Evaporation is when water is changed into vapor, while condensation is when the gas vapor becomes a liquid. Evaporation and condensation are two concepts that can be explained with science experiments. These science concepts are made clearer when the students can actually see the concept in action. They can be taught individually or together.
Evaporation and Condensation
Help students visualize the processes of evaporation and condensation through this simple experiment. Place 2 inches of water in a plastic sandwich bag that can be zipped shut. Close the bag tightly. Tape it to a window pane that faces the sun. Observe the bag over a two-day period, checking it in the morning as the bag begins to warm up and in the afternoon when it cools down again. Students will observe the water as it steams up and condenses on the sides of the bag.
Rainy Day Evaporation
After an early morning rain, take students outside to observe a rain puddle on the blacktop or the sidewalk. Draw a chalk line around the circumference of the rain puddle. Take a temperature of the puddle. Write the Every half hour, return to the puddle, draw a new outline around the smaller puddle and take the temperature of the puddle each time. Lead the students in a discussion about what happened to the water.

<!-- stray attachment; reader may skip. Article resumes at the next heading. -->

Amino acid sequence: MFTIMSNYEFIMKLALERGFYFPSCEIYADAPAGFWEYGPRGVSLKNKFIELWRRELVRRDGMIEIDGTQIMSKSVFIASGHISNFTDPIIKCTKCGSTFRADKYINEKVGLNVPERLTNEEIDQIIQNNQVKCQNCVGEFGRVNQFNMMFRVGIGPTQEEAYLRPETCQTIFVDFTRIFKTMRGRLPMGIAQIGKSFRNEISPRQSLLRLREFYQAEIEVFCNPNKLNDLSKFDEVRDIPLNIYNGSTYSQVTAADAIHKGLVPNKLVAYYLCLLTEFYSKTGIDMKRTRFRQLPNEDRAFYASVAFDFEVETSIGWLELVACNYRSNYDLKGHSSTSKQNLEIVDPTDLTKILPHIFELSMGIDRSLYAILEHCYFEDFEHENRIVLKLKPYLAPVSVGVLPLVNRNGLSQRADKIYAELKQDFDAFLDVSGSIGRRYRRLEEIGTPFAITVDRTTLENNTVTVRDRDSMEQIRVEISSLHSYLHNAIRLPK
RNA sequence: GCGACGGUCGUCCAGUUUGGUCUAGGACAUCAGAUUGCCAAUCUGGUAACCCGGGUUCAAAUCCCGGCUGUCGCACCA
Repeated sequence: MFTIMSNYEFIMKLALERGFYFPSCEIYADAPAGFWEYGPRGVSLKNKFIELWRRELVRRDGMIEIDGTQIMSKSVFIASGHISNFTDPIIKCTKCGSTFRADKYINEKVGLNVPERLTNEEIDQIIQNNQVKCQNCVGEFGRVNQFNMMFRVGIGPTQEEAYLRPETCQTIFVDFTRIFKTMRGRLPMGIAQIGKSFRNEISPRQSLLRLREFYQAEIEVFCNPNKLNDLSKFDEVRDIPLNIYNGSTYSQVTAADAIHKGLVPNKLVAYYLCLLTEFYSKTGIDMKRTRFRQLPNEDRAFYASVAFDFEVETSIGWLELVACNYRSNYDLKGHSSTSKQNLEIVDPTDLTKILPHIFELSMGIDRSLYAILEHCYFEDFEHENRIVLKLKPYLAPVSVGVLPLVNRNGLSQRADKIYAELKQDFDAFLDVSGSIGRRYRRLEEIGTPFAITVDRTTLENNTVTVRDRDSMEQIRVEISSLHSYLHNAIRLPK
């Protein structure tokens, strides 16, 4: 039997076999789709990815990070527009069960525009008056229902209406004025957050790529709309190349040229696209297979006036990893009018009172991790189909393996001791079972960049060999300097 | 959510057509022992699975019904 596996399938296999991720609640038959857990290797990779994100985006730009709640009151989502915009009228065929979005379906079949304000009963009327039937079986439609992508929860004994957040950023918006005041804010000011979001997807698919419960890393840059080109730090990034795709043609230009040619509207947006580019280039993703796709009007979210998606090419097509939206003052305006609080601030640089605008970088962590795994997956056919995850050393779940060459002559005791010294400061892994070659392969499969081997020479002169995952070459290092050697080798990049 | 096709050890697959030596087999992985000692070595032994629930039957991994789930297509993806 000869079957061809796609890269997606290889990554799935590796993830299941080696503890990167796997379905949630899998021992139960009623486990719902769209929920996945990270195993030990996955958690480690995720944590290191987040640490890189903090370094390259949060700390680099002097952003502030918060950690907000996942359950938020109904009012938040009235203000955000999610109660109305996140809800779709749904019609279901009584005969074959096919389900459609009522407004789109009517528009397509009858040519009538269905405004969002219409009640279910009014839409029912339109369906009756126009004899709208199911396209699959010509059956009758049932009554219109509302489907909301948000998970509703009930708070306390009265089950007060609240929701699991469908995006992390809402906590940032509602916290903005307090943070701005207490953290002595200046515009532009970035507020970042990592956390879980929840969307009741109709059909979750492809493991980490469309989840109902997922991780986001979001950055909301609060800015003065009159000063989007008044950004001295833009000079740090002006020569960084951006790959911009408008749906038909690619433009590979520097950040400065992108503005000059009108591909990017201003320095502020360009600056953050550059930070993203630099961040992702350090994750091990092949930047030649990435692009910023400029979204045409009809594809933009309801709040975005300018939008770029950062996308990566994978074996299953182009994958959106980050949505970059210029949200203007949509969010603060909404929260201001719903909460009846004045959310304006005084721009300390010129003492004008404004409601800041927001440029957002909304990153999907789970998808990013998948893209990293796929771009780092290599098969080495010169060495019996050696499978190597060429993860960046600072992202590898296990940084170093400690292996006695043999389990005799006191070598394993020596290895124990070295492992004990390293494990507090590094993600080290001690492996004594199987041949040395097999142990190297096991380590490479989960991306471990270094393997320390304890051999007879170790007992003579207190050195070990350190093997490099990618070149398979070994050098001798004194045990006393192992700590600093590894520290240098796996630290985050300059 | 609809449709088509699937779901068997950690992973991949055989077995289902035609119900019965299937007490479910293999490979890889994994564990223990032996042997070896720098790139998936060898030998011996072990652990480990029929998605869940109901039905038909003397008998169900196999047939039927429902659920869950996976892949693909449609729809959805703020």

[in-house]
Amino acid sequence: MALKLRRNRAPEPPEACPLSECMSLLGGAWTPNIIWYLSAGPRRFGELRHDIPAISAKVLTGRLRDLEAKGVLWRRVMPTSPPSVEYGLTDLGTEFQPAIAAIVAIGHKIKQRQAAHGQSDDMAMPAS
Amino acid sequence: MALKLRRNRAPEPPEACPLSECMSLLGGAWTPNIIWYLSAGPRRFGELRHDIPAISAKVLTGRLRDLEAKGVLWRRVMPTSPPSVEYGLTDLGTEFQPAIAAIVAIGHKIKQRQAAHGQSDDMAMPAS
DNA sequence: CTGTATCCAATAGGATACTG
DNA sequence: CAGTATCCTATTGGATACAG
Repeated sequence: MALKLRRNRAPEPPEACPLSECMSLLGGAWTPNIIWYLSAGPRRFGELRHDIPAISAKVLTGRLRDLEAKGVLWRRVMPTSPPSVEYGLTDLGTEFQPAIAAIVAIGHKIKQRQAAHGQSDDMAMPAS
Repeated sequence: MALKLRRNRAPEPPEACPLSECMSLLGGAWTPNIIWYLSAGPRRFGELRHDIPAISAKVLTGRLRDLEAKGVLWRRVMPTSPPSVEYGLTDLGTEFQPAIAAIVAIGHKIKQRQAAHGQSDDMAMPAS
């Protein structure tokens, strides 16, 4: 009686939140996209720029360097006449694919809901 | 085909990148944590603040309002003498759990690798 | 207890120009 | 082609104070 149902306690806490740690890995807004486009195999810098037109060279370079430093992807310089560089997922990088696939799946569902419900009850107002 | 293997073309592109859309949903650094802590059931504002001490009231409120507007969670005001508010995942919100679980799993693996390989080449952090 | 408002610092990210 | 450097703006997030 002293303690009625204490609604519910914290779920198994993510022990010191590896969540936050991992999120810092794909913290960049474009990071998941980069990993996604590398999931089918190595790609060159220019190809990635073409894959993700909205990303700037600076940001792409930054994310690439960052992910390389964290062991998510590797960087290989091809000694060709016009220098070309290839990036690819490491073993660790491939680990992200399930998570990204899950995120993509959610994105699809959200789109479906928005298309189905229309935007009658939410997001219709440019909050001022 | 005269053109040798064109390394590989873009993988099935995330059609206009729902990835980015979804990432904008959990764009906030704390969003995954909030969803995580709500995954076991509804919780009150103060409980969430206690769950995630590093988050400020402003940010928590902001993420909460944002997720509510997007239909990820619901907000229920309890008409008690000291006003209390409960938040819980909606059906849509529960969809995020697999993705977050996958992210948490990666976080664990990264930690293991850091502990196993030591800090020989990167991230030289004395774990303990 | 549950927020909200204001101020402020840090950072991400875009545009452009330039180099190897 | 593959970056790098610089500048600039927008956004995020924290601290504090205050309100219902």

Use a glass jar and plants to demonstrate the water cycle involving evaporation and condensation. Place pebbles and dirt on the side of the jar. Plant small, green plants inside. Water the plants and put a lid on the jar. Tighten it. Lay the jar down in a frame to keep it from rolling. Watch the terrarium as, daily, the water evaporates and condenses again. You will need to water the plant again in a few weeks.
Hot and Cold
Use the weather outside to demonstrate evaporation and condensation. On a cold day, take mirrors outside and breathe on them. Watch the moisture from their breath form on the mirror, becoming little beads of water. When the day is warm, take a very cold glass of water out of the refrigerator and place it on a desk or table. Observe the cup as moisture forms on the outside of the glass. Discuss the process.
About the Author
Joan Collins began writing in 2008. Specializing in health, marriage, crafts and money, her articles appear on eHow. Collins earned a Bachelor of Arts in education from the University of Northern Colorado and a Master of Arts in instructional technology from American InterContinental University.
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